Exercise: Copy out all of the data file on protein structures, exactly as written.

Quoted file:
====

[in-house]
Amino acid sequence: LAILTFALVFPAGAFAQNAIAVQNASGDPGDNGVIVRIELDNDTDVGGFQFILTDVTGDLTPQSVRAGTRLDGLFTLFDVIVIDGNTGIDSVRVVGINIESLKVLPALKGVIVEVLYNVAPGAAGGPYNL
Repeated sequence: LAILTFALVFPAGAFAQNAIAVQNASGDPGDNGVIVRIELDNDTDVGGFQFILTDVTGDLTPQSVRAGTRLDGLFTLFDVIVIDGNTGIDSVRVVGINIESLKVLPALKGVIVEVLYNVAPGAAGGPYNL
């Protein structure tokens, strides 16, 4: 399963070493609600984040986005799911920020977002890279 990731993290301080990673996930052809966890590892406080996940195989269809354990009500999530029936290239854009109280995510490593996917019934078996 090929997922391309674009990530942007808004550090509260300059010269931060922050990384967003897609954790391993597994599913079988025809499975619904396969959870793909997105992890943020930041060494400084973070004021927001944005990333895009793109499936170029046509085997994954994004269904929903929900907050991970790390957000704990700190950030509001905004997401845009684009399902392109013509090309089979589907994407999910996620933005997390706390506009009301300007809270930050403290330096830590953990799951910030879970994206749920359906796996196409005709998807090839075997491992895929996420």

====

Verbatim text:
[in-house]
Amino acid sequence: LAILTFALVFPAGAFAQNAIAVQNASGDPGDNGVIVRIELDNDTDVGGFQFILTDVTGDLTPQSVRAGTRLDGLFTLFDVIVIDGNTGIDSVRVVGINIESLKVLPALKGVIVEVLYNVAPGAAGGPYNL
Repeated sequence: LAILTFALVFPAGAFAQNAIAVQNASGDPGDNGVIVRIELDNDTDVGGFQFILTDVTGDLTPQSVRAGTRLDGLFTLFDVIVIDGNTGIDSVRVVGINIESLKVLPALKGVIVEVLYNVAPGAAGGPYNL
């Protein structure tokens, strides 16, 4: 399963070493609600984040986005799911920020977002890279 990731993290301080990673996930052809966890590892406080996940195989269809354990009500999530029936290239854009109280995510490593996917019934078996 090929997922391309674009990530942007808004550090509260300059010269931060922050990384967003897609954790391993597994599913079988025809499975619904396969959870793909997105992890943020930041060494400084973070004021927001944005990333895009793109499936170029046509085997994954994004269904929903929900907050991970790390957000704990700190950030509001905004997401845009684009399902392109013509090309089979589907994407999910996620933005997390706390506009009301300007809270930050403290330096830590953990799951910030879970994206749920359906796996196409005709998807090839075997491992895929996420």